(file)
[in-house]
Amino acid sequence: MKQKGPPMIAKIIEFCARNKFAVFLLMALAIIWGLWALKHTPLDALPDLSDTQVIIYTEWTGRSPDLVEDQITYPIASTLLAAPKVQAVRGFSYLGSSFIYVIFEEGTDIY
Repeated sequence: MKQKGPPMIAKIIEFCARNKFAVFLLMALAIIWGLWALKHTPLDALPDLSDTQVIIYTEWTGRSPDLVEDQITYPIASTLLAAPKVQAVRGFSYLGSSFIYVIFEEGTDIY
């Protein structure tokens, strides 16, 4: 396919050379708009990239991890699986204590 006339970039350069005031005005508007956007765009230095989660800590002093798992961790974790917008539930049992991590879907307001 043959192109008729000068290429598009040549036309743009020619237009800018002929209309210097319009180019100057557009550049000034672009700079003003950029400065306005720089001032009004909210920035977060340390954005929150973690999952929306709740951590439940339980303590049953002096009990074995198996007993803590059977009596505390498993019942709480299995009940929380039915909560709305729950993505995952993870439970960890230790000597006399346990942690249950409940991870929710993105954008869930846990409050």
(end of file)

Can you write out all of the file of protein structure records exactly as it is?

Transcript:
[in-house]
Amino acid sequence: MKQKGPPMIAKIIEFCARNKFAVFLLMALAIIWGLWALKHTPLDALPDLSDTQVIIYTEWTGRSPDLVEDQITYPIASTLLAAPKVQAVRGFSYLGSSFIYVIFEEGTDIY
Repeated sequence: MKQKGPPMIAKIIEFCARNKFAVFLLMALAIIWGLWALKHTPLDALPDLSDTQVIIYTEWTGRSPDLVEDQITYPIASTLLAAPKVQAVRGFSYLGSSFIYVIFEEGTDIY
């Protein structure tokens, strides 16, 4: 396919050379708009990239991890699986204590 006339970039350069005031005005508007956007765009230095989660800590002093798992961790974790917008539930049992991590879907307001 043959192109008729000068290429598009040549036309743009020619237009800018002929209309210097319009180019100057557009550049000034672009700079003003950029400065306005720089001032009004909210920035977060340390954005929150973690999952929306709740951590439940339980303590049953002096009990074995198996007993803590059977009596505390498993019942709480299995009940929380039915909560709305729950993505995952993870439970960890230790000597006399346990942690249950409940991870929710993105954008869930846990409050």